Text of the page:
Wagg’s Wood cleanup crew powered by volunteers and local business

Several generations of the Wagg descendants came out for the effort, including Ms. Meehan, her mother Gail, A.J. Wagg’s daughter Matti, granddaughters Patricia Gilchrist and Elizabeth Hodgins.

MINDEMOYA—A dedicated group of hardy volunteers rolled up their sleeves, donned work gloves and safety equipment and spent the Monday of the August holiday long weekend cleaning up the trail at the A.J. Wagg’s Wood Memorial Park and Trail in Mindemoya.

Those hard working volunteers included Patricia Meehan, Anna Barnett, Linda Lee, Marcel Beneteau, Suzanne Robson, Jan McQuay, Peter Barnett and Guy Nielen who came out to collect and pile the wood and debris, while Mike Laende and Maria Diebolt were hired to cut and chip the dead wood. Many of those volunteers are members of the Manitoulin Nature Club.

Safety equipment included a hard hat and steel-toed footwear (required) and volunteers were also advised to bring safety glasses and earmuffs or ear plugs.

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All volunteers were also required to complete a four-module online safety certification course entitled ‘Basic Safety Awareness Training’ that could be found at the Ministry of Labour website.

The majority of the work at Wagg’s Wood involved hauling brush to the chipper.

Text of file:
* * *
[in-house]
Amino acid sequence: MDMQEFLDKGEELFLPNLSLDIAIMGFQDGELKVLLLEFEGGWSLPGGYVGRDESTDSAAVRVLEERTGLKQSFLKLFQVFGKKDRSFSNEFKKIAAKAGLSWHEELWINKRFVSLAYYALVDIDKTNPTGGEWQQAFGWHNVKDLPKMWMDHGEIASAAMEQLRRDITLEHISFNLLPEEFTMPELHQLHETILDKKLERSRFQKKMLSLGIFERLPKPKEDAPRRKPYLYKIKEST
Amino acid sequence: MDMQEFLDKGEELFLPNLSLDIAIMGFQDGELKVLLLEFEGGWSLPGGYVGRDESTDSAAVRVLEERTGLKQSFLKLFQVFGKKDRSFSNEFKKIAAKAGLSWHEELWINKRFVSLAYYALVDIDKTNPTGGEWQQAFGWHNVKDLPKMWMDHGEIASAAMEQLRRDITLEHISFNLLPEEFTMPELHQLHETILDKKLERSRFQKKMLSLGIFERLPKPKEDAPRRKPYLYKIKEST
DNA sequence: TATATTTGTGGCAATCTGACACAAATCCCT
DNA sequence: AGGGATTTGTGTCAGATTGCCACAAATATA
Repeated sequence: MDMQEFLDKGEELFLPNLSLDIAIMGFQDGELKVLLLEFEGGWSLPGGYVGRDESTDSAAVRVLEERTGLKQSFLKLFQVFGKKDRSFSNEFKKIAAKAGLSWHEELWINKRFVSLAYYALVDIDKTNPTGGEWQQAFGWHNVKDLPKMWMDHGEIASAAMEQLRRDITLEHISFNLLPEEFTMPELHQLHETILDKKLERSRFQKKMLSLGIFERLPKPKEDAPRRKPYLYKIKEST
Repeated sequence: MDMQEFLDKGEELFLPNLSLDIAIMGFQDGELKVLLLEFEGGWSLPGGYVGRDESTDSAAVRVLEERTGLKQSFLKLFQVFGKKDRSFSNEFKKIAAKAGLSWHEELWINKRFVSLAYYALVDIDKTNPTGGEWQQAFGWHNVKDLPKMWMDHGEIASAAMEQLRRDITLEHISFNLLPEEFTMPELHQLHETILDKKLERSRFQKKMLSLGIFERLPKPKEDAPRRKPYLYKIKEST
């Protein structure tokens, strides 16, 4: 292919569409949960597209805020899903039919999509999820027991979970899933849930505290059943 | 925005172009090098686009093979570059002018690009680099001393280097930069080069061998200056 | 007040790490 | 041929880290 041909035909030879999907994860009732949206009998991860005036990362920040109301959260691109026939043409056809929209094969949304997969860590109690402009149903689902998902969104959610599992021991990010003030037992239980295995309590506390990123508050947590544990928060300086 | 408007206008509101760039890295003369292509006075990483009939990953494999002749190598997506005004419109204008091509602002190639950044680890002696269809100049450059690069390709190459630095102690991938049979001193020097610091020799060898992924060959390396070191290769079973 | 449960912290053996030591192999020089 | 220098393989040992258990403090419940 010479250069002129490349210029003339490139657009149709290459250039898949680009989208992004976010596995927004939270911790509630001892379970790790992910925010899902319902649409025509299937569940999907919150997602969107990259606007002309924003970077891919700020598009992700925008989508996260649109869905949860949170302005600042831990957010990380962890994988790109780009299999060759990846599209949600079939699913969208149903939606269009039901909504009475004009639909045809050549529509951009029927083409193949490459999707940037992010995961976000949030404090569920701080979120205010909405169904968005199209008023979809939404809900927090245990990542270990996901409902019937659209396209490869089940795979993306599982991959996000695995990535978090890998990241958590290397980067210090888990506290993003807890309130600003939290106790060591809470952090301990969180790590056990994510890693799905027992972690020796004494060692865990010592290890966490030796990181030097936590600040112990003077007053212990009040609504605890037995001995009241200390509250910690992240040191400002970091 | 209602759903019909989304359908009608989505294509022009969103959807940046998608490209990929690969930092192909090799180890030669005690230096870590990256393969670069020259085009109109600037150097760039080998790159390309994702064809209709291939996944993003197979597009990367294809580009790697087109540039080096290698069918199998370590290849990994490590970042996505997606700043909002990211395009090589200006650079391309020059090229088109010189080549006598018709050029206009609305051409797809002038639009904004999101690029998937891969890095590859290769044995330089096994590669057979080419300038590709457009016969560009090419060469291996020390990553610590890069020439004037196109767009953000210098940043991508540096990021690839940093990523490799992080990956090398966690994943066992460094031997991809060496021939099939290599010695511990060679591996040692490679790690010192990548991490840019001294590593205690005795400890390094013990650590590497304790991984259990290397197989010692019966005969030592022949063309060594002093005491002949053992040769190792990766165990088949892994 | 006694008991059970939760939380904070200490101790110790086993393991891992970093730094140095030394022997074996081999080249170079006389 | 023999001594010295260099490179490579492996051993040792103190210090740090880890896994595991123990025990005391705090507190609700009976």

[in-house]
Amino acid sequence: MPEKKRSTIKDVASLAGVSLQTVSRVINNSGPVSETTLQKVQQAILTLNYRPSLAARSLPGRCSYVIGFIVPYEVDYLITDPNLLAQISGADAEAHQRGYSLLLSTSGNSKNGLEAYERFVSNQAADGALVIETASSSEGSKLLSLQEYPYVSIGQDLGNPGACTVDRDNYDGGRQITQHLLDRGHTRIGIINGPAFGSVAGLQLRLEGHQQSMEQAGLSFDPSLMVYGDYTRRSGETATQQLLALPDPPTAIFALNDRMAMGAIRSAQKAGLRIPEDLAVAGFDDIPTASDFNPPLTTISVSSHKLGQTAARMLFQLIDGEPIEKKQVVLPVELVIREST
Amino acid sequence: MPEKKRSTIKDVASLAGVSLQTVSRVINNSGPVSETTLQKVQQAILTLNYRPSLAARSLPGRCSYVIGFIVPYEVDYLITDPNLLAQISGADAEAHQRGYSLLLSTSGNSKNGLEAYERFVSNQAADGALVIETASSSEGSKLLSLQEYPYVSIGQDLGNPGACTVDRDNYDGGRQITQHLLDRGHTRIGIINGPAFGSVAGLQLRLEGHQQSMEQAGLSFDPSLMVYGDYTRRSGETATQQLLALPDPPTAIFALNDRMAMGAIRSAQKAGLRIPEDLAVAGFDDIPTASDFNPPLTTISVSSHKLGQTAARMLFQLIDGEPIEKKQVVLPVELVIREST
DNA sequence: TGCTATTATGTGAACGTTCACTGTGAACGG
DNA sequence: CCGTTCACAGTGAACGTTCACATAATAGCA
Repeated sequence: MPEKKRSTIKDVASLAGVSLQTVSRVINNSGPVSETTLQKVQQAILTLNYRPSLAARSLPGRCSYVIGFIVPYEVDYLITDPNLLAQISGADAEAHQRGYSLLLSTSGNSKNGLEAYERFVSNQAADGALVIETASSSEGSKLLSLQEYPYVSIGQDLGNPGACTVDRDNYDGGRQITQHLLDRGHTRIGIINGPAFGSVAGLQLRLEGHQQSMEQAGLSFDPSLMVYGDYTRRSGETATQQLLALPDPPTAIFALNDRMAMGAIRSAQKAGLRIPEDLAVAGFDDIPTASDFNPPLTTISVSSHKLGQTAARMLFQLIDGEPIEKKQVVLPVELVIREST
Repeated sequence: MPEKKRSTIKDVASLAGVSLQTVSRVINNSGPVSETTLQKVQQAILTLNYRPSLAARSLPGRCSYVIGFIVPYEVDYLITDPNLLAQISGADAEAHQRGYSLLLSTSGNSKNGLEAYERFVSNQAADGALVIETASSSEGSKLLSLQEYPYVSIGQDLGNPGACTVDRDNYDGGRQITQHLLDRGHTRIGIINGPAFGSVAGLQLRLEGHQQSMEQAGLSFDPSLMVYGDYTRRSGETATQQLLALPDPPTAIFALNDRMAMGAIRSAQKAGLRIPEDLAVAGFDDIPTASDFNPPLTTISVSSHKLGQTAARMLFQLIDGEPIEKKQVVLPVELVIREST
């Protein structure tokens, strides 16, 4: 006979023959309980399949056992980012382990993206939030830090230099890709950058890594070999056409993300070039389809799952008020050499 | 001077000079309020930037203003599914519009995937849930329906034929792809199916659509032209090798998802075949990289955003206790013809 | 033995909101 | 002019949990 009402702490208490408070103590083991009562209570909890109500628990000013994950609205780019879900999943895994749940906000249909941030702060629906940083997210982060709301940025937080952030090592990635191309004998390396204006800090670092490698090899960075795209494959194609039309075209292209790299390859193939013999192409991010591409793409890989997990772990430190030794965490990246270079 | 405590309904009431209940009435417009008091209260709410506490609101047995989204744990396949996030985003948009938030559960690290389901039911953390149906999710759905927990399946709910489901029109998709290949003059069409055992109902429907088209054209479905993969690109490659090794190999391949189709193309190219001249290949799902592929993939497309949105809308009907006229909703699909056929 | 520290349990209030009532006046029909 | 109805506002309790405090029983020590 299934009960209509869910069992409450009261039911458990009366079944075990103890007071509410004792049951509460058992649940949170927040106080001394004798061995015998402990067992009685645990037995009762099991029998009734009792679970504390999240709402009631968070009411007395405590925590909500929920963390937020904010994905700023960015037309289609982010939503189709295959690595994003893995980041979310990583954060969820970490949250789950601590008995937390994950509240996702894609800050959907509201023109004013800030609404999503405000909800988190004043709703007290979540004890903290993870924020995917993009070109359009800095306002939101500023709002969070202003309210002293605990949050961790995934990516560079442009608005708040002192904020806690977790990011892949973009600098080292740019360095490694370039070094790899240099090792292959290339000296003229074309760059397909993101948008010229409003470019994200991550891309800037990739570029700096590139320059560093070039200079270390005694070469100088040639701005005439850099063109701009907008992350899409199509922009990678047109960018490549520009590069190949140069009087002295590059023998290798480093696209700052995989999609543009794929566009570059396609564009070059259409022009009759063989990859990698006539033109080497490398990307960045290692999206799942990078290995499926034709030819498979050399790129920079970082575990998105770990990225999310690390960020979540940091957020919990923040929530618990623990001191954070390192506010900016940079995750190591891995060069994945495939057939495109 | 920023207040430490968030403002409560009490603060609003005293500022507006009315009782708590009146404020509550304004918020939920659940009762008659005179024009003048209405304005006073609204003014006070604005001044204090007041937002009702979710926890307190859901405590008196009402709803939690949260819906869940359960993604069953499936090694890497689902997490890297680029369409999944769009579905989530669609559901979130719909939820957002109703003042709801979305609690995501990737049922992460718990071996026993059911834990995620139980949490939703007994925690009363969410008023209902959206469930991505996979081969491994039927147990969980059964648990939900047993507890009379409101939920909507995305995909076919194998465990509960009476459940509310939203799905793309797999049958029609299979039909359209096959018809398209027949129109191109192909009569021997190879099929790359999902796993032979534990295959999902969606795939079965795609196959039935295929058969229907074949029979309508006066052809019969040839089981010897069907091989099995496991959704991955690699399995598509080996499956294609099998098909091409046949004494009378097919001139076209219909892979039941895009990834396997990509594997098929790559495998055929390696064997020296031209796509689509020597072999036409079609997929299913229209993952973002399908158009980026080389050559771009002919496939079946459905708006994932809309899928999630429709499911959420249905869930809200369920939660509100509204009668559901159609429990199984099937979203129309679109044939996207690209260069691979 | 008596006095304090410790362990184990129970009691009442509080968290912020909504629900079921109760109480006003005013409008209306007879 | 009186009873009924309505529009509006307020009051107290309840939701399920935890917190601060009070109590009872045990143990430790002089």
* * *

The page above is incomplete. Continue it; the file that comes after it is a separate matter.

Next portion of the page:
While the work was underway, the volunteers got a good indication of why what they were doing was an important asset to the community. The Ajewole family of Cambridge met the workers as the family were exploring Manitoulin Island for the first time.

The Ajewole family happened by the work zone on their first trip to the Island. They proved the Wagg’s Wood trail is fit for the whole family.

“It was a complete coincidence that we stumbled upon them,” said Rebecca Ajewole. “We were exploring the area, staying in Tehkummah, when we were looking for a trail.” With a small child in tow, the Ajewoles were not up to challenging the Cup and Saucer, but the Wagg’s Wood trail suited them just about perfectly.

“It was great,” said Ms. Ajewole, who is a social worker when not enjoying her vacation on Manitoulin Island. Her husband works in the financial tech industry. “The only thing was it was hard to find. There were no signs directing us to where we could find the trail. But we when we stumbled upon the people working on the trail we were able find out all kinds of great information.”

The family were taking a well-needed break from extensive renovations being conducted on their Cambridge home, needed to accommodate their expanding family (currently four children).

The children were able to easily navigate the pathway, noted Ms. Ajewole. “Our children discovered a salamander on the walk,” she said. “It was coming out of the rocks. Of course we left the salamander be, but it was wonderful to see it in its natural habitat.”

“We were really pleased to see the number of volunteers who came out to help with the work to clean up Wagg’s Wood,” said Ms. Meehan, whose family provided the property for the green space. The park is named in memorium of Ms. Meehan’s great grandfather, A.J. Wagg. His daughter Matti was one of the volunteers who came out to help.

In addition to the brush and fallen timber that needed cleaning up, the volunteers found a significant amount of old car furniture and even an old stove damper from a sugar bush operation.

“It would be great to see a buffer zone of trees set up where the trail runs alongside local businesses,” said Ms. Meehan. “It might be a great public relations move for those businesses to put up trees to form that buffer.”

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